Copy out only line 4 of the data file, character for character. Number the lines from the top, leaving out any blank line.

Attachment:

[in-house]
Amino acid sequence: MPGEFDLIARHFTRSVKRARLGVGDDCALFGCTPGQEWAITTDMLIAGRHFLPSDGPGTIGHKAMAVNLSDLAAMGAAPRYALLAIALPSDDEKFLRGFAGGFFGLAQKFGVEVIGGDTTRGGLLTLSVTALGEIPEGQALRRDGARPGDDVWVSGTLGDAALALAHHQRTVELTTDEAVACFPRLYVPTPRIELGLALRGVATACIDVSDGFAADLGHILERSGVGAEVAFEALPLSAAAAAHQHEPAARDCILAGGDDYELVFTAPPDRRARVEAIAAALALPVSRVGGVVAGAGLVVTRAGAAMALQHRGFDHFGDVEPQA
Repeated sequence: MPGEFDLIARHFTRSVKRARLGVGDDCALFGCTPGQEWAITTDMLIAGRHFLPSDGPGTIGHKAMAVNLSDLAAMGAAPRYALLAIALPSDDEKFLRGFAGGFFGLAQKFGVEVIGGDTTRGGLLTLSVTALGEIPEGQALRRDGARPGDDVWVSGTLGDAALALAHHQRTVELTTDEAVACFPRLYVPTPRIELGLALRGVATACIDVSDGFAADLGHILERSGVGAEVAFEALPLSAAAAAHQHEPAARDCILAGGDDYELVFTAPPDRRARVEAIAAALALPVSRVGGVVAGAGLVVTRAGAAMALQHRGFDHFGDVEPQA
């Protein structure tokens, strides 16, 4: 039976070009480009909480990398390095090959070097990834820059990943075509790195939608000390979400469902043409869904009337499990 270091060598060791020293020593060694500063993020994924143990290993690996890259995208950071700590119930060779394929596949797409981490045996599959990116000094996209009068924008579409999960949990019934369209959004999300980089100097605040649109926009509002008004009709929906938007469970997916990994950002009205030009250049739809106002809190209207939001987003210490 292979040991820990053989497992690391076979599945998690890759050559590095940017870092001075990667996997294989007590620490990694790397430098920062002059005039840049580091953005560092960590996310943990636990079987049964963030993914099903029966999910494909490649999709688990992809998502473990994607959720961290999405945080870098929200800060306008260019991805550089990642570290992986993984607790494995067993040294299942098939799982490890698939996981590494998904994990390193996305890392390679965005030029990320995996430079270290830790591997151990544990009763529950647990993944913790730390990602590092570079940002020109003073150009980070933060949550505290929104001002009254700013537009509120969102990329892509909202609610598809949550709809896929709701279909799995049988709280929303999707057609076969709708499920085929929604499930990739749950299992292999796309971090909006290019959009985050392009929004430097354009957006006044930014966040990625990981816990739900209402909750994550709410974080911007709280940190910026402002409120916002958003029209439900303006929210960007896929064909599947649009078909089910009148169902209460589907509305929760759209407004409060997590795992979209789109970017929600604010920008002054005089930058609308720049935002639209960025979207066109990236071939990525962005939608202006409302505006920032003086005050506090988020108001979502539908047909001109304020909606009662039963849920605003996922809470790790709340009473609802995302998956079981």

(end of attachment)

């Protein structure tokens, strides 16, 4: 039976070009480009909480990398390095090959070097990834820059990943075509790195939608000390979400469902043409869904009337499990 270091060598060791020293020593060694500063993020994924143990290993690996890259995208950071700590119930060779394929596949797409981490045996599959990116000094996209009068924008579409999960949990019934369209959004999300980089100097605040649109926009509002008004009709929906938007469970997916990994950002009205030009250049739809106002809190209207939001987003210490 292979040991820990053989497992690391076979599945998690890759050559590095940017870092001075990667996997294989007590620490990694790397430098920062002059005039840049580091953005560092960590996310943990636990079987049964963030993914099903029966999910494909490649999709688990992809998502473990994607959720961290999405945080870098929200800060306008260019991805550089990642570290992986993984607790494995067993040294299942098939799982490890698939996981590494998904994990390193996305890392390679965005030029990320995996430079270290830790591997151990544990009763529950647990993944913790730390990602590092570079940002020109003073150009980070933060949550505290929104001002009254700013537009509120969102990329892509909202609610598809949550709809896929709701279909799995049988709280929303999707057609076969709708499920085929929604499930990739749950299992292999796309971090909006290019959009985050392009929004430097354009957006006044930014966040990625990981816990739900209402909750994550709410974080911007709280940190910026402002409120916002958003029209439900303006929210960007896929064909599947649009078909089910009148169902209460589907509305929760759209407004409060997590795992979209789109970017929600604010920008002054005089930058609308720049935002639209960025979207066109990236071939990525962005939608202006409302505006920032003086005050506090988020108001979502539908047909001109304020909606009662039963849920605003996922809470790790709340009473609802995302998956079981």